Otherwise, you will need to perform regression testing. It means that you will spend a lot of time on things that could have been automated. 

Automated tests save your time and allow you to deploy changes to master without waiting for QA to give initial feedback. Every unsuccessful production deployment means that the IT team will be working overtime until the issue is solved. The further you omit automated tests the longer it will take to develop a feature.

Lesson 5: No accurate estimates for black box solutions

It is not always possible to give accurate estimates.

You cannot know everything. If you see that the project requires some knowledge and skills that you don’t have, consider it when setting up deadlines. Another option is to indicate these problematic tasks and specify that you would need more time to complete them. Indicate the risks involved, too. 

From my experience, I know that it is dangerous to be optimistic in such cases. Always consider the worst scenario to avoid unpleasant situations with the client.


Lesson 6: Include pre-release testing (all its stages) in the project roadmap

Always include pre-release testing in the initial estimate for the projects with limited time and budget. 

Every project shall include pre-release testing. Don't ignore it even if you have very specific requirements and deadlines. Plan pre-release testing from the very start.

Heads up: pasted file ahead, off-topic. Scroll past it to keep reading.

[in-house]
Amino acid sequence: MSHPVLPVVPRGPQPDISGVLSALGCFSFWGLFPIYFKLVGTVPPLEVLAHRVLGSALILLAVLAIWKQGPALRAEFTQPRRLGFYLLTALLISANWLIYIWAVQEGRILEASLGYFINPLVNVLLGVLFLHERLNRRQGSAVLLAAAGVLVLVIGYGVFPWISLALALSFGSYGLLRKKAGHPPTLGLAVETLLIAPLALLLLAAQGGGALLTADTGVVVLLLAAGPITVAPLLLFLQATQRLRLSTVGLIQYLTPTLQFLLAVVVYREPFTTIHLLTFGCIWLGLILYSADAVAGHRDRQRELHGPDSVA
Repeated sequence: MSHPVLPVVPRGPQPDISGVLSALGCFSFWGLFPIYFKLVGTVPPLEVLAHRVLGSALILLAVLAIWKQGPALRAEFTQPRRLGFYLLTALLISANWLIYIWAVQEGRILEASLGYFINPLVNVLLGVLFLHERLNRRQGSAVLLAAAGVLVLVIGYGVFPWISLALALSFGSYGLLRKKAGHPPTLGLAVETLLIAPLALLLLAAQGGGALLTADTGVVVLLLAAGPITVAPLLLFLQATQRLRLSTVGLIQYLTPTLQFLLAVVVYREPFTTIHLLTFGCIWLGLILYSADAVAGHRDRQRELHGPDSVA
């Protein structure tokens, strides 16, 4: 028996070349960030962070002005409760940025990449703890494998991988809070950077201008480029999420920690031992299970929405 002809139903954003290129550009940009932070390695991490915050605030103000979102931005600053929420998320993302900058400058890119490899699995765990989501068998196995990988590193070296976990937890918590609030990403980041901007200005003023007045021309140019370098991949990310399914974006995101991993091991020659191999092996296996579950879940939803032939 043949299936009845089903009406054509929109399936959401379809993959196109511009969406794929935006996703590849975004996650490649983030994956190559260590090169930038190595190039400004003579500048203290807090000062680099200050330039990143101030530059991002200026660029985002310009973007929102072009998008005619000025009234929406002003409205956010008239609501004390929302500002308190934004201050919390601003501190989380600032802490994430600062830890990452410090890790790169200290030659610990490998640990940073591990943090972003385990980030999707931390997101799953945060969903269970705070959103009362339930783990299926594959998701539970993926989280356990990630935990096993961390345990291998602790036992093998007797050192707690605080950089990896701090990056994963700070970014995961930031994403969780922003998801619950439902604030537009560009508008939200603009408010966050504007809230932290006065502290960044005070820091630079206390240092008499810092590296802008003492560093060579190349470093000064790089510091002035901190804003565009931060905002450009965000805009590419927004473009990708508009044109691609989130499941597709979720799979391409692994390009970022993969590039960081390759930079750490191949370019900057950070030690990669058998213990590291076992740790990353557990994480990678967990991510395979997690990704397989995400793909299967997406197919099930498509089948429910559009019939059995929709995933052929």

How many releases shall you plan? I recommend that you plan as many of them as you can. They will give you feedback on every release. You will be able to see the goal and monitor your team moving towards it. 

Do not sacrifice testing for new features. Your task is to deliver a quality product, not a bunch of untested features that might not function properly. Your client shall be confident that your team develops features that work properly and consistently. 

I would like to mention that it shall not be combined with a weekly Demo to show your team's progress.

Testing involves collecting feedback from your client. Then, you arrange alfa-testing with the participation of other teams in your company. Or you can perform alfa-testing with the friends of your client, for example. 

After that, you initiate beta-testing. At this stage, you involve more people. You can get them either by sending special invitations, or you can use your list of users if you have one. Some teams organize a small marketing campaign for beta-testing purposes or ask for assistance from their acquaintances.

Bottom line

All the lessons learned are very logical. But the thing is that when you have loads of work, the deadlines are pressing, and you might not notice many details. That's why, once more, when you are working on a project, make sure you:

  1. Are absolutely clear with your client and team.
  2. Document all the business and technology logic.
  3. Create a Roadmap and aren't afraid to modify it. 
  4. Plan every stage carefully. 
  5. Don’t forget about testing

It will help you to avoid the gravest mistakes and lead your team towards success.

Engineering your growth.